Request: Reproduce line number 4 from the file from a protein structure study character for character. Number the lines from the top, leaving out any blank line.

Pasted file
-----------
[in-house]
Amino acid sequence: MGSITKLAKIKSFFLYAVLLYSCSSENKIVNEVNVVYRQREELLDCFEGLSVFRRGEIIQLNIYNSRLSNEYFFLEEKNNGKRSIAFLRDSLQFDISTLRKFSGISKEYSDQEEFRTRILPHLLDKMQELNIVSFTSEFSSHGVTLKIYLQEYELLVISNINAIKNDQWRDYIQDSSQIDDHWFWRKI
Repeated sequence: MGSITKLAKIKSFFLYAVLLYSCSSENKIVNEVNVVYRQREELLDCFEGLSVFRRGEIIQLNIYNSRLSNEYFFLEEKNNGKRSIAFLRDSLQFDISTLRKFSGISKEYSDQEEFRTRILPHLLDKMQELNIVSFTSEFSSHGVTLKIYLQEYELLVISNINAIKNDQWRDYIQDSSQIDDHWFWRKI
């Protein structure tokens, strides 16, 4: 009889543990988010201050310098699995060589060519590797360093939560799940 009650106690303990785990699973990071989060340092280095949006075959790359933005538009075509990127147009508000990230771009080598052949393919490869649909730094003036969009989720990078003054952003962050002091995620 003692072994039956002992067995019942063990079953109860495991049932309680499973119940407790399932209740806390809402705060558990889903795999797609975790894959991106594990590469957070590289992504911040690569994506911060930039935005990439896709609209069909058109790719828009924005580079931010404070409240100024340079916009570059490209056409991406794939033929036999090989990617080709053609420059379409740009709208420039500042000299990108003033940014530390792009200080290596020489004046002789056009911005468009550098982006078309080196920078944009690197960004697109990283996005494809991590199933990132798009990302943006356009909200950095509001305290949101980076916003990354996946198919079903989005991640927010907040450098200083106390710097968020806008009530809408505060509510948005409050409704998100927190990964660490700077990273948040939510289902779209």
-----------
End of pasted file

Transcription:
């Protein structure tokens, strides 16, 4: 009889543990988010201050310098699995060589060519590797360093939560799940 009650106690303990785990699973990071989060340092280095949006075959790359933005538009075509990127147009508000990230771009080598052949393919490869649909730094003036969009989720990078003054952003962050002091995620 003692072994039956002992067995019942063990079953109860495991049932309680499973119940407790399932209740806390809402705060558990889903795999797609975790894959991106594990590469957070590289992504911040690569994506911060930039935005990439896709609209069909058109790719828009924005580079931010404070409240100024340079916009570059490209056409991406794939033929036999090989990617080709053609420059379409740009709208420039500042000299990108003033940014530390792009200080290596020489004046002789056009911005468009550098982006078309080196920078944009690197960004697109990283996005494809991590199933990132798009990302943006356009909200950095509001305290949101980076916003990354996946198919079903989005991640927010907040450098200083106390710097968020806008009530809408505060509510948005409050409704998100927190990964660490700077990273948040939510289902779209």